Mort­gages with­out ap­praiser vis­its? Fan­nie pi­lot asks why not

In a bid to cut time and costs, Fan­nie Mae is test­ing whether ap­prais­ers can ac­cu­rately de­ter­mine a home’s value with­out vis­it­ing the prop­erty.

National Mortgage News - - Contents - By Bon­nie Sin­nock

In a bid to cut time and costs from the mort­gage process, Fan­nie Mae is test­ing whether ap­prais­ers can ac­cu­rately de­ter­mine a home’s value with­out ac­tu­ally vis­it­ing the prop­erty.

In­stead, the govern­ment-spon­sored en­ter­prise is ask­ing ap­prais­ers to com­bine lo­cal mar­ket data with prop­erty-spe­cific de­tails from a home in­spec­tion to cre­ate a “hy­brid ap­praisal” re­port.

Fan­nie Mae de­clined to com­ment about the pro­gram, but the pi­lot was de­scribed to NMN by mul­ti­ple sources fa­mil­iar with the tests.

Hy­brid ap­praisals tend to be faster for lenders and cheaper for bor­row­ers than tra­di­tional, “full” ap­praisals, par­tic­u­larly in ru­ral ar­eas and hot mar­kets where there are ap­praiser short­ages, and they are be­ing in­creas­ingly used for orig­i­na­tions in the home equity mar­ket in re­sponse to higher rates, costs and com­pe­ti­tion.

“We think it’s a game changer, the fact that they’re go­ing down the path of test­ing it,” said Jim Smith, pres­i­dent of Prop­erty So­lu­tions, the val­u­a­tions, ti­tle and as­set man­age­ment di­vi­sion of Com­put­er­share.

The use of al­ter­na­tive ap­praisal prod­ucts has long raised ques­tions about data in­tegrity and ac­cu­racy. For ex­am­ple, the qual­ity of the sub­ject-prop­erty data in a hy­brid ap­praisal will vary based on the skill and ex­pe­ri­ence of the home in­spec­tor, said Mark John­son, pres­i­dent of prop­erty valu­a­tion com­pany LRES.

“The pro for the lenders is ev­ery­thing is faster and eas­ier. Re­ally what you are do­ing there is tak­ing the ap­praiser out of the drive-time and ap­point­ment equa­tion, and al­low­ing them to fo­cus on the anal­y­sis and con­clu­sion. An ap­praiser can do more ap­praisals per day sit­ting at his desk,” John­son said.

“The dis­ad­van­tages are ob­vi­ously it’s a dif­fer­ent pair of eye­balls out there and boots on the ground writ­ing the re­port,” he con­tin­ued. “The guy writ­ing the re­port can’t re­ally know what the other guy saw out there. You don’t have a real, true li­censed ap­praiser notic­ing all those nu­ances.”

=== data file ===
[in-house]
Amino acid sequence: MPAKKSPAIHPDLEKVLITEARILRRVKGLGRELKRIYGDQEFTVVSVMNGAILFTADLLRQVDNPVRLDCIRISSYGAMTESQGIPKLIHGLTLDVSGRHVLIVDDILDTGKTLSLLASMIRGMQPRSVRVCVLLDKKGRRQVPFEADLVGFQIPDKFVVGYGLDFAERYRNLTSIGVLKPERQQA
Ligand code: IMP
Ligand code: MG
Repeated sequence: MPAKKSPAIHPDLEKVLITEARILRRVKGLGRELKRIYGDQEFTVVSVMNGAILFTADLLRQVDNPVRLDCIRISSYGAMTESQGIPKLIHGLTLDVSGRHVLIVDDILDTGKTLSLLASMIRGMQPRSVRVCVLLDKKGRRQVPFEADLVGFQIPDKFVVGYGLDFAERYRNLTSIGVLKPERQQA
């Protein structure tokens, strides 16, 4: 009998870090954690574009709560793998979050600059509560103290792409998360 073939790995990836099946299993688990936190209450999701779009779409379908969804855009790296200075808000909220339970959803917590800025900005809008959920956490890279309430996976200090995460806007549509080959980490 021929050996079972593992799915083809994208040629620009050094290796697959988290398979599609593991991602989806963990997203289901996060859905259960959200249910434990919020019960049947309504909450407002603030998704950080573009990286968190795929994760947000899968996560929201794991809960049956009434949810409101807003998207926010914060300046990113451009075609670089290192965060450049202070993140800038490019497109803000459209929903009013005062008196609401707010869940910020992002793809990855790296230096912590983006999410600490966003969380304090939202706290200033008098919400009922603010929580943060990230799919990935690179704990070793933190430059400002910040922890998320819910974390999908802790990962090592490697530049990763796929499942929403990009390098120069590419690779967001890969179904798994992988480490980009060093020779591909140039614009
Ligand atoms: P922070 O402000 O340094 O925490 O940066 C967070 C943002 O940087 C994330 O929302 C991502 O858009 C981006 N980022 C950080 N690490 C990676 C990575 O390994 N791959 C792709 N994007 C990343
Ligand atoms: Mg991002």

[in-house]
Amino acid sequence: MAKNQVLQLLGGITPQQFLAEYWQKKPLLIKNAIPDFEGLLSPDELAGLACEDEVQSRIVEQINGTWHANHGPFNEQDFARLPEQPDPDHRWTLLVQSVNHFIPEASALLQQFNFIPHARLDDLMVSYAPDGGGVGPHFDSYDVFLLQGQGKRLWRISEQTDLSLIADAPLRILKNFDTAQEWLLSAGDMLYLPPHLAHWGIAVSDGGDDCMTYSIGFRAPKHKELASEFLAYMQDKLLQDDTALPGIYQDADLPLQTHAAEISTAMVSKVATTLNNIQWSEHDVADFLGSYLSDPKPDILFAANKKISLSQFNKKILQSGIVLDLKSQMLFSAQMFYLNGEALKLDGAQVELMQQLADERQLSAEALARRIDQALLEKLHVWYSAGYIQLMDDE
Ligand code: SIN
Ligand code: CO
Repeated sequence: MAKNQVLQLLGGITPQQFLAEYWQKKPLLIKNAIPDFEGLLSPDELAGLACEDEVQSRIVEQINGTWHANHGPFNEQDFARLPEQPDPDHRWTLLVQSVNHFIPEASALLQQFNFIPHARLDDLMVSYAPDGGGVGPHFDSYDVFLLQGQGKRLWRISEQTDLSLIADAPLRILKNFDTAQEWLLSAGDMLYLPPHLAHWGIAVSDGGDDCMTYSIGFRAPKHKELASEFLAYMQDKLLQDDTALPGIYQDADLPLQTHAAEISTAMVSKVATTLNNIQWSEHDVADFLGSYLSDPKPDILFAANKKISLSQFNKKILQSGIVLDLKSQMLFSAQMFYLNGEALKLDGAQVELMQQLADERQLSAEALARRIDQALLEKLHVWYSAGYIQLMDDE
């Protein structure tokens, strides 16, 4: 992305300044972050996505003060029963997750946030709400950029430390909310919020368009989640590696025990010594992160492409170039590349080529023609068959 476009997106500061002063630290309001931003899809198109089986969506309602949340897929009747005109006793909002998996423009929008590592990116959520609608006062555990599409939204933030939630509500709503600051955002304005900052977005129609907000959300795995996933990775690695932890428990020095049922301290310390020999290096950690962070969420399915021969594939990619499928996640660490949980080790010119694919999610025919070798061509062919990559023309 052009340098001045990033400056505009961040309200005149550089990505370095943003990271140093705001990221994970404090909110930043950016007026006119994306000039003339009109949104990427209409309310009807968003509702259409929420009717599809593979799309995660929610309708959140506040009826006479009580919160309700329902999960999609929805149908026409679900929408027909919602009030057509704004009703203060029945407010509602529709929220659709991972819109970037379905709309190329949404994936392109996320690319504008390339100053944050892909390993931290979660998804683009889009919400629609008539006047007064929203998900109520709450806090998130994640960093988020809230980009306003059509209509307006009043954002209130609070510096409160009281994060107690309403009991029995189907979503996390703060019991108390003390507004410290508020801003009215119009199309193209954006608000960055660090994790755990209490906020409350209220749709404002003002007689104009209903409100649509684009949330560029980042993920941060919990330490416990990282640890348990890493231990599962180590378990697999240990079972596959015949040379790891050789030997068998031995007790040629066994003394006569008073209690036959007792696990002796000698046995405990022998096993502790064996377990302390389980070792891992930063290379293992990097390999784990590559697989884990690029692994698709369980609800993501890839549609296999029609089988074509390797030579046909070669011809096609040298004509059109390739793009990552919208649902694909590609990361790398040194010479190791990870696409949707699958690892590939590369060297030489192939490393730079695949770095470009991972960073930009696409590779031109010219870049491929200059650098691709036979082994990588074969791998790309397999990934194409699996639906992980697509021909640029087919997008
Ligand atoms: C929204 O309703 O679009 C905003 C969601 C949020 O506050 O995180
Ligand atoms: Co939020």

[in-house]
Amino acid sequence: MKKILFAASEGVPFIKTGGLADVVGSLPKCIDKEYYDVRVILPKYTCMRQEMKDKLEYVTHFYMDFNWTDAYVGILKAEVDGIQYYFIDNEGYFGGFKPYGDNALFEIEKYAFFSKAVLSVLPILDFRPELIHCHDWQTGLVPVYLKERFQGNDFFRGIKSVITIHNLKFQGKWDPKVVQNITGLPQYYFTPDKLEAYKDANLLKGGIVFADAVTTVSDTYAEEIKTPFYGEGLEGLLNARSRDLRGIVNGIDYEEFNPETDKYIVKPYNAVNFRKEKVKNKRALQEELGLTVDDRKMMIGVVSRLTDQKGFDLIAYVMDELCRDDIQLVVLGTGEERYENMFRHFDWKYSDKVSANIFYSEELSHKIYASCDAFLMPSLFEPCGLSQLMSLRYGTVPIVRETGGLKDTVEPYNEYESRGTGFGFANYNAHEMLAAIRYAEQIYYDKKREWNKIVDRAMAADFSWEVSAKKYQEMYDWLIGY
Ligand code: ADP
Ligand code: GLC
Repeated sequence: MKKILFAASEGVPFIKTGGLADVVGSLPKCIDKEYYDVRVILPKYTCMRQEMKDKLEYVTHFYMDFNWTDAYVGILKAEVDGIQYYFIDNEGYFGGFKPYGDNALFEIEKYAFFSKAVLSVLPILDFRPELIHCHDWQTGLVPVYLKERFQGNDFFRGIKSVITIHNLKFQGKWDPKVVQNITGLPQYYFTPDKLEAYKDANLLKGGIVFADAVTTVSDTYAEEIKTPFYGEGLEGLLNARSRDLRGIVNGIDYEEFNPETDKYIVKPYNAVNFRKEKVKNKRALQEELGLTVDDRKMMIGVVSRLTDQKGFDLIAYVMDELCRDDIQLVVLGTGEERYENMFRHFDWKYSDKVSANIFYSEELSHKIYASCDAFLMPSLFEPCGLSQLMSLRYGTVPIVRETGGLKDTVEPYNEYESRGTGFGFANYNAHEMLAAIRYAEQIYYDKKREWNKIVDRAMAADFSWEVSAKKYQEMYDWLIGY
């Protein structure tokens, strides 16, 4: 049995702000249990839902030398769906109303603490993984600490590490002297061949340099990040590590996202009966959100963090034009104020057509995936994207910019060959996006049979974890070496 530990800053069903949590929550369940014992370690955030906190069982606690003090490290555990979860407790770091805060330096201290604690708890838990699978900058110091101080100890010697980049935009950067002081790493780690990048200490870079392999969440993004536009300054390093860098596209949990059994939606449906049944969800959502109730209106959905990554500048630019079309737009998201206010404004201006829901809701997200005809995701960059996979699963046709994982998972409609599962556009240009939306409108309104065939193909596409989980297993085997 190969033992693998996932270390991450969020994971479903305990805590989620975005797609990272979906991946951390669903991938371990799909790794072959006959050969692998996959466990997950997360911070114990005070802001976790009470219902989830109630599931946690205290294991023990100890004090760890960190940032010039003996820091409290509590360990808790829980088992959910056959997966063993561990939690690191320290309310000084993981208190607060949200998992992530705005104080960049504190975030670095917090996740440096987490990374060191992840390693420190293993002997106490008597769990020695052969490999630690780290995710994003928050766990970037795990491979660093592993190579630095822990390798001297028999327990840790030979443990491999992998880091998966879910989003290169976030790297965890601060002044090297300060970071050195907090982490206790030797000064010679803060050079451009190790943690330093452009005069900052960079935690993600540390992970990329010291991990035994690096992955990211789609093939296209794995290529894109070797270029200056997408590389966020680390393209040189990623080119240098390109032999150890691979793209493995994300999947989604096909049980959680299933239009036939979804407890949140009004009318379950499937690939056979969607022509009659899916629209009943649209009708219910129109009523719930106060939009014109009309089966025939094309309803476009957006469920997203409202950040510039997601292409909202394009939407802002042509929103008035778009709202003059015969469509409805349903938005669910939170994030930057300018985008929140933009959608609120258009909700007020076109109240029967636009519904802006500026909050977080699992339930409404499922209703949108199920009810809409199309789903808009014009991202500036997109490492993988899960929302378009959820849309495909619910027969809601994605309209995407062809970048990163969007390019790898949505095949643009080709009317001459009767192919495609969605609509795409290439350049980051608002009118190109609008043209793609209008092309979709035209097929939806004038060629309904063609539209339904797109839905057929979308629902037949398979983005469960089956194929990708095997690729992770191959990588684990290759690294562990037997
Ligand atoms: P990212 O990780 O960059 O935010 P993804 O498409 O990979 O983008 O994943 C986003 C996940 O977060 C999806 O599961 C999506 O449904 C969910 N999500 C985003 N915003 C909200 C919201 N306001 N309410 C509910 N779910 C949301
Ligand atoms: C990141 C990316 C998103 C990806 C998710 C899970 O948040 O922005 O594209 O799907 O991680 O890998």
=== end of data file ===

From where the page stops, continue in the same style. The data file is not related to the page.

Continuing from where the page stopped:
If the GSEs ap­proved hy­brid ap­praisals, “I think we’d gladly fol­low along,” said Rick Bech­tel, head of U. S. mort­gage bank­ing at TD Bank, which re­cently started gear­ing up to use hy­brid ap­praisals in con­junc­tion with home equity lines of credit.

How­ever, Bech­tel said he’d be cau­tious about us­ing hy­brid ap­praisals to eval­u­ate dis­tinct jumbo prop­er­ties or for use with higher- risk govern­ment loans. Mean­while, GSE ac­cep­tance of hy­brid ap­praisals, while by no means cer­tain, is look­ing more likely.

Both GSEs al­ready are us­ing other ap­praisal al­ter­na­tives; and Fred­die Mac “wouldn’t rule out test­ing the use of hy­brid ap­praisals as part of the way we’re work­ing with lenders,” said Sam Oliver, a vice pres­i­dent at Fred­die who works with the agency’s Loan Ad­vi­sor Suite of tech­nol­ogy prod­ucts.

Some ap­praisal al­ter­na­tives are more re­li­able than oth­ers, Moody’s In­vestors Ser­vice noted in a re­cent re­port, and nei­ther GSE is likely to move ahead with a full hy­brid ap­praisal roll­out with­out a sta­tis­ti­cally sound set of con­sis­tent data el­e­ments that val­i­date the prod­uct’s in­tegrity.

The GSEs also may need to iden­tify a prac­tice that bridges vari­a­tions in state laws gov­ern­ing ap­praisals.

For ex­am­ple, while a real es­tate agent or bro­ker can col­lect on-site in­for­ma­tion in some types of hy­brid ap­praisals, the West Vir­ginia Real Es­tate Com­mis­sion has a 2007 mem­o­ran­dum that can be in­ter­preted as dis­al­low­ing real es­tate bro­kers from do­ing in­spec­tions re­lated to valu­a­tion re­ports or bro­ker price opin­ions in the state, Smith noted. Fan­nie is test­ing hy­brid ap­praisals based on in­for­ma­tion col­lected by home in­spec­tors.

If hy­brid ap­praisals do get ap­proved by ei­ther or both GSEs, they will likely have lim­ited ap­pli­ca­bil­ity based on the amount of com­pa­ra­ble data avail­able to back them up and how dis­tinct the prop­erty in ques­tion is.

“It all comes down to ho­mo­ge­neous prop­er­ties,” said John­son. A hy­brid ap­praisal may be ap­pro­pri­ate to size up sim­i­lar low- or mid-tier prop­er­ties with lot of re­cent com­pa­ra­ble data, but with more high- end homes that tend to be more cus­tom- built, us­ing a hy­brid ap­praisal “gets com­pli­cated,” he said.

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